- AAA: Nearly flawless pearls with a high luster and a surface that’s 95 percent free of defects
- AA: High luster with a surface that’s 75 percent free of defects
- A: Lower luster and defects on more than 25 percent of the surface.
THE A-D SYSTEM, OR TAHITIAN SYSTEM
The A is the highest grade, and the D is the lowest. The A-D system is based on a French Polynesian government standard.
- A: Very high luster, and only 10% of the surface or less has defects
- B: High to medium luster and less than 30% or less of the surface is defective
- C: Medium luster and 60% of the surface or less is defective
- D: The lowest rating. Luster is not evaluated; only surface defects are.
Beryl is a colorless mineral in its pure form, getting its rich hues from impurities in the crystals.
The Beryl family encompasses a group of very popular multi-colored gems. The single beryl species gave us charming Santa-Maria aquamarines, Colombian emeralds, tender pink morganites, heliodor in festive shades of yellow, ruby-red bixbite, and even colorless goshenites.
Emerald is the most distinct member of the Beryl family, typically heavily included, which helps determine its provenance and value. Other, less valuable varieties of the Beryl – Aquamarines, Morganites, and Heliodors usually have very few inclusions.
Aquamarine, meaning “blue water” in Latin, is a beautiful and plentiful gem of ancient lineage. It is a March birthstone. The largest aquamarine was discovered in 1910 in Brazil, weighing 243 pounds and yielding over 200,000 carats of faceted gemstones. The Romans believed a frog carved from aquamarine could reconcile enemies and make them friends. They also thought it absorbs the spirit of love: “When blessed and worn, it joins in love and does great things.”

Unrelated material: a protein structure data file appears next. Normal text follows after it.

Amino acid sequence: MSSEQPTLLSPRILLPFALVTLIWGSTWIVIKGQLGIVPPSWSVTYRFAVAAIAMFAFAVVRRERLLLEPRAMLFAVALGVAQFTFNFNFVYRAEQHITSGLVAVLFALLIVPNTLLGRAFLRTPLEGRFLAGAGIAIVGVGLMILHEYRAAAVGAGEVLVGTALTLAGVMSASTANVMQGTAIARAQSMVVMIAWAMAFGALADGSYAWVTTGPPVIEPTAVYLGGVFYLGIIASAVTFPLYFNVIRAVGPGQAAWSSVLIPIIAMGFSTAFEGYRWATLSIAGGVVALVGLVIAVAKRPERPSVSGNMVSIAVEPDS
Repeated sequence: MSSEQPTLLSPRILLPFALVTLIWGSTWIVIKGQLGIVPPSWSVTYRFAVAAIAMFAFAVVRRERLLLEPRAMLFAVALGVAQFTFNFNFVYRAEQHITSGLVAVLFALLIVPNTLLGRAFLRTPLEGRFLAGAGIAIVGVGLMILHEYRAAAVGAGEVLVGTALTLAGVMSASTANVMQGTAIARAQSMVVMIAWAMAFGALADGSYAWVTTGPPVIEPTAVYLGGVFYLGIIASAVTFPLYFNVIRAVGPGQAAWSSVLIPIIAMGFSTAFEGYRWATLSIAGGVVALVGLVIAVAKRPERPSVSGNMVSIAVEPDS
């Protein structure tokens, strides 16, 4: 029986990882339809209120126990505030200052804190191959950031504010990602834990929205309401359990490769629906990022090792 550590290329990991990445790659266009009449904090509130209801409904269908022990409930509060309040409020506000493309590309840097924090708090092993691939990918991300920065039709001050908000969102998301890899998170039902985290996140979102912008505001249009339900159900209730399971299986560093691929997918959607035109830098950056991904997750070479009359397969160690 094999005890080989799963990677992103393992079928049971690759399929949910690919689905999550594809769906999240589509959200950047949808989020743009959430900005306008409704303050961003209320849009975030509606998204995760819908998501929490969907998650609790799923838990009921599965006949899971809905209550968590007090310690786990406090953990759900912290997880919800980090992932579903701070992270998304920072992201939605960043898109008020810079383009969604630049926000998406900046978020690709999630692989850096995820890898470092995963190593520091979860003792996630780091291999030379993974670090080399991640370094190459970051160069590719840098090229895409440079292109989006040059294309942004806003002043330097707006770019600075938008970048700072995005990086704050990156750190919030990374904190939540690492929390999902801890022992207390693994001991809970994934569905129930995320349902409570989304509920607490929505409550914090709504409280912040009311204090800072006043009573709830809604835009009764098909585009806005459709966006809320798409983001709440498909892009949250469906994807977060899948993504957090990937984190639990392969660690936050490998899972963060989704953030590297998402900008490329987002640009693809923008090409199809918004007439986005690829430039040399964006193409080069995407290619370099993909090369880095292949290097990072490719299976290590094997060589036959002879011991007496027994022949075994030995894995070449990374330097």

The Greeks and the Romans believed an aquamarine could aid in a safe passage across the seas. Perhaps this is why they considered aquamarine the most appropriate gift in the morning after the marriage consummation. In Medieval times aquamarine was used to rekindle married couples’ love and render soldiers invincible. The same people believe that bathing will kill you.
Morganite, or pink beryl, ranges from pink or rose to peach to light violet and gets its delicate hue from trace quantities of manganese. It was named in 1911 by gemologist George F. Kunz after his boss, financier J. P. Morgan. Morganite is found in Brazil, Afghanistan, and California, but Madagascar is particularly famous for its deep pink material.
Leon Mege worked extensively with magnificent morganites, such as the important GIA-certified 35.73-carat pear-shaped statement ring or 15.59-carat Antique cushion Morganite pendant.
Heliodor, or Golden Beryl, is the most brilliant variety discovered in 1910 in Western Namibia. Heliodor, or Gift from the Sun in Greek, got its name thanks to its vibrant yellow hue. Initially, the name was used to describe only Namibian material, but eventually, all yellow and golden beryl varieties. Heliodor’s vibrant greenish-yellow hue comes from traces of iron. Golden Beryl is a warm yellow or orange-yellow gemstone. However, this distinction is not usually made in the trade, and both terms are interchangeable.
Rare translucent specimens of heliodor with “silk” of tiny needle-like parallel inclusions cut into cabochons exhibit a phenomenon called chatoyancy or cat’s eye.
Pezzottaite is a relatively new beryl specimen with deep pink hues, often confused with red beryl. Pezzottaite has a trigonal crystal structure containing cesium and lithium. It has a variety of trade names, including Raspberyl and Raspberry beryl.
Maxixe Beryl has a deep sapphire-blue color caused by natural irradiation that gradually fades in daylight to a brown-yellow making the stone worthless. It comes from Maxixe Mine in Minas Gerais, Brazil, and a handful of other sources; that’s why the terms ‘Blue Beryl’ or ‘Maxixe-type beryl’ is preferred. It is often irradiated to slow the fading when exposed to light or heat.
Maxixe is not just a type of beryl but also an Afro-Brazilian styling of the two-step polka, brought to Brazil by European immigrants. It is said that the maxixe fad was launched the same year as the Titanic and lasted about as long.
Goshenite, also known as white beryl, is a colorless to near-colorless mineral with hexagonal crystals of exceptional clarity. It is named after Goshen, Massachusetts, a small community near one of the first deposits found in the United States and the home of Three Sisters Sanctuary. The gemstone never caught up in jewelry, but its cute name earned it a small group of fans.